Saturday, September 20, 2014

The English Question: Let battle commence

Today's Journal column on the aftermath of the Scottish referendum vote.

AND so….as one of the big arguments in British politics is settled – perhaps for a generation or more – another, potentially even more fractious one begins.

Scotland may have voted no to independence on Thursday by what, in the end, was a bigger-than-expected margin, but the debate over what to do about the ‘English Question’ is only just getting going.

David Cameron will no doubt have been mightily relieved as he appeared on the steps of 10 Downing Street shortly after 7am yesterday to express his delight at the Scots’ decision to stay.

Had the vote gone the other way, the Prime Minister could just as easily have been announcing his resignation, such were the catalogue of tactical blunders which almost led to the break-up of the 307-year-old Union.

But it was not what Mr Cameron said about Scotland yesterday morning than what he said about England that was chiefly of interest in this part of the world - or, more precisely, what he didn’t say.

The morning after the referendum, in an impressive show of unity, The Journal joined together with its traditional rival on the news-stands to demand increased powers and funding for the North of England

Significantly, those now making the case for this also include the Tory MP for Hexham, Guy Opperman, who said on Wednesday that the region must be “first in line” for devolution following the Scottish vote.

But it is far from clear from Mr Cameron’s comments yesterday whether, at this stage, the option of additional powers for England’s cities and regions is even on his radar.

For all his talk of wide-ranging constitutional change, Mr Cameron appears instead to favour a rather minimalist answer to the English Question, namely ‘English votes for English laws.’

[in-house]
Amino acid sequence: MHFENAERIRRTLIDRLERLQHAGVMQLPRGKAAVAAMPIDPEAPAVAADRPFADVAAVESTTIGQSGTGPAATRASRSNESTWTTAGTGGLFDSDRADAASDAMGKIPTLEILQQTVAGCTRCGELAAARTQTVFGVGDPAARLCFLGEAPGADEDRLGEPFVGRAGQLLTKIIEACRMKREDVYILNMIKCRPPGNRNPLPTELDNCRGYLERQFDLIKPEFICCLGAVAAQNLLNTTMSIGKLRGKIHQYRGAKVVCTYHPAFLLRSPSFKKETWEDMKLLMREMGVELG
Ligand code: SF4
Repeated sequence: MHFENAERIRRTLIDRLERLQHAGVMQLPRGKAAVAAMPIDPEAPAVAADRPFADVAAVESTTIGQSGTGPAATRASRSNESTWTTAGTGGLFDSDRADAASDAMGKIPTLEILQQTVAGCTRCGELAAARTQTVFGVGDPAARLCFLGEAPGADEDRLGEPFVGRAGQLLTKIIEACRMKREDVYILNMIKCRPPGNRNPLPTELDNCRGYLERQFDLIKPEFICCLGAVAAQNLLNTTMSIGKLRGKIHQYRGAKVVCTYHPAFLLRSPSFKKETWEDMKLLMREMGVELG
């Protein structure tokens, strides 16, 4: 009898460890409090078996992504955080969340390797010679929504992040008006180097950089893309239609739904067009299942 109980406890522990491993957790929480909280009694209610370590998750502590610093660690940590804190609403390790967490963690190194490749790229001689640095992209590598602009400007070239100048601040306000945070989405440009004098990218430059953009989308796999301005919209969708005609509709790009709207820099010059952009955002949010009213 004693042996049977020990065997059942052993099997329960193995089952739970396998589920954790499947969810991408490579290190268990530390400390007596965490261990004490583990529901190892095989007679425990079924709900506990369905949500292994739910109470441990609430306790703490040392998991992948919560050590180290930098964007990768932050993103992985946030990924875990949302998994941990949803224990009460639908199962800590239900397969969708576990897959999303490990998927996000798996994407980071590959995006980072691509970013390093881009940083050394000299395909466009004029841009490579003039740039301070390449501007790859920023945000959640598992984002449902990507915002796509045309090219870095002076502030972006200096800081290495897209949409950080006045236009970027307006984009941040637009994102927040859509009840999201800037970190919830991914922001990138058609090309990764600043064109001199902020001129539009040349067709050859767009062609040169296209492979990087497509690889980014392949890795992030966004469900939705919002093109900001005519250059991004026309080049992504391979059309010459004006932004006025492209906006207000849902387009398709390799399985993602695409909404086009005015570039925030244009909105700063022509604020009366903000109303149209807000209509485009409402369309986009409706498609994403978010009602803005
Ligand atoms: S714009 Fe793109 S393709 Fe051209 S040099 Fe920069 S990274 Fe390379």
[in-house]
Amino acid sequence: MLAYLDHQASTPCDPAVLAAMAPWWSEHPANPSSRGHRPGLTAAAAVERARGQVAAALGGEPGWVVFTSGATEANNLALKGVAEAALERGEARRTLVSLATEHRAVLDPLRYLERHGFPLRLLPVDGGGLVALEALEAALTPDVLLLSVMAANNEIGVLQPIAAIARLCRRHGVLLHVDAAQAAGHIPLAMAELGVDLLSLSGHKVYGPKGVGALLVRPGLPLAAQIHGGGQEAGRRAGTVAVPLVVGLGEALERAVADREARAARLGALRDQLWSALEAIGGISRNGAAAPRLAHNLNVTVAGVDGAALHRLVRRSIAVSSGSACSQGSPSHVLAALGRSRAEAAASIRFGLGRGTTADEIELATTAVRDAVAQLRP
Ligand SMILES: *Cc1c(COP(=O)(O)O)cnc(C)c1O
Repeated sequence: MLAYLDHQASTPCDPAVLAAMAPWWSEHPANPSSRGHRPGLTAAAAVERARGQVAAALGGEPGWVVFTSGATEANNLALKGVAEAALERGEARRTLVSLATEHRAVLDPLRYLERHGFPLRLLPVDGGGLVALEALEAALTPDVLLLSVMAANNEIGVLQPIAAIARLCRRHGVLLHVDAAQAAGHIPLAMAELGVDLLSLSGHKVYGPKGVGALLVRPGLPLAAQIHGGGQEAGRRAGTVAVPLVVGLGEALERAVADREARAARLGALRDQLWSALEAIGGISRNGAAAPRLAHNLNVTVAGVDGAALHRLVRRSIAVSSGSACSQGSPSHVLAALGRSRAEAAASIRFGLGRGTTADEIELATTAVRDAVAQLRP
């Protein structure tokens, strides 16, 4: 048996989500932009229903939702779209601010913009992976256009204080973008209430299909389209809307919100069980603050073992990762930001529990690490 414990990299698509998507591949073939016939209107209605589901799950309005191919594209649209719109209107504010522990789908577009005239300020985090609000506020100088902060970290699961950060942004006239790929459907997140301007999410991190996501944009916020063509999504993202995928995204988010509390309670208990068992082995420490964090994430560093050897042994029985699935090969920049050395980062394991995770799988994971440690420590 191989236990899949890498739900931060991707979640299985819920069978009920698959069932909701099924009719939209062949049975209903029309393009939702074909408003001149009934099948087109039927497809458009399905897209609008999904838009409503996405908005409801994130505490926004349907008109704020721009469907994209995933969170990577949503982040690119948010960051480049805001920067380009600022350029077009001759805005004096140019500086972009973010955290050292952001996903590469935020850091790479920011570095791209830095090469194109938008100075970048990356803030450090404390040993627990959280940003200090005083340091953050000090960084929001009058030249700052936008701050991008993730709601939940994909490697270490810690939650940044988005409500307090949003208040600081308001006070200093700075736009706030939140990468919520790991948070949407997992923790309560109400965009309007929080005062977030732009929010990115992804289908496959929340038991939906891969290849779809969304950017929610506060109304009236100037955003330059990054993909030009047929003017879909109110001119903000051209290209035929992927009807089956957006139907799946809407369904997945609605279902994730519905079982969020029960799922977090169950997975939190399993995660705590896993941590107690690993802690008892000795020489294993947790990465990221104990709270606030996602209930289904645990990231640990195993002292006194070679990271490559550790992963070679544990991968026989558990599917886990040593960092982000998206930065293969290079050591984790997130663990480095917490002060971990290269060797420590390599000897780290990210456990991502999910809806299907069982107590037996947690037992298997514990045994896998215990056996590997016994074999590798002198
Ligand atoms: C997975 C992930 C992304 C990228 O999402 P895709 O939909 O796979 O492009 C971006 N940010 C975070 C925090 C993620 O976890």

This idea, which would essentially bar Scottish MPs from voting on English-only matters at Westminster, was part of the last Tory election manifesto but vetoed by the Lib Dems from inclusion in the Coalition Agreement.

But while this may be the solution favoured by most Tory MPs, it is unlikely to find favour with the Labour Party and will emphatically not address the “democratic deficit” within the English regions.

Indeed, without some corresponding measure of regional devolution, it would leave the North even more at the mercy of domination by London than has hitherto been the case.

The other big point at issue in the fallout from Thursday’s vote will be the future of the Barnett Formula, which still hands Scotland an extra £1,623 in public spending per head than the UK average.

The three main party leaders’ absurd last-minute pledge to continue it in perpetuity will surely - and rightly – be blocked by English backbench MPs.

The formula – as its creator Lord Barnett has long realised – has been out of sync with relative need for many years and is long overdue for abolition.

In any case, a genuine ‘devo max’ settlement for the Scots, with full control over levels of income tax, would surely render the formula unnecessary in the longer run.

But while this vexed issue will doubtless fill many more columns before it has run its course, it would be wrong to conclude this one without some mention of Gordon Brown.

If Mr Cameron, through his initial complacency and inattention to vital details such as the wording of the question, came close to the being the man who lost the union, then his predecessor at No 10 was the one who saved it.

In the closing days of the campaign, the former Prime Minister managed to do what nobody else had managed up to that point – to make a compelling emotional case for Scots to stick with the UK together.

By appealing to traditional Labour values of solidarity and sharing, he managed to stem the haemorrhaging of support to the Yes campaign that had briefly threatened to become an avalanche.

As others have pointed out, it is time for some historical reappraisal of Mr Brown, who as ITN’s Tom Bradby said yesterday, can now credibly claim to have saved both the financial system and the Union.

Tories may deride him as a “failed Prime Minister,” but he was not, he was merely an electorally unsuccessfully one.

It was his great misfortune to get the job in an era where presentational skills had become increasingly important, and sandwiched between two showmen like Tony Blair and Mr Cameron, those were skills he self-evidently lacked.

One thing he has never lacked, though, was passion.  And he certainly put it to very good use in the cause of keeping our country together.

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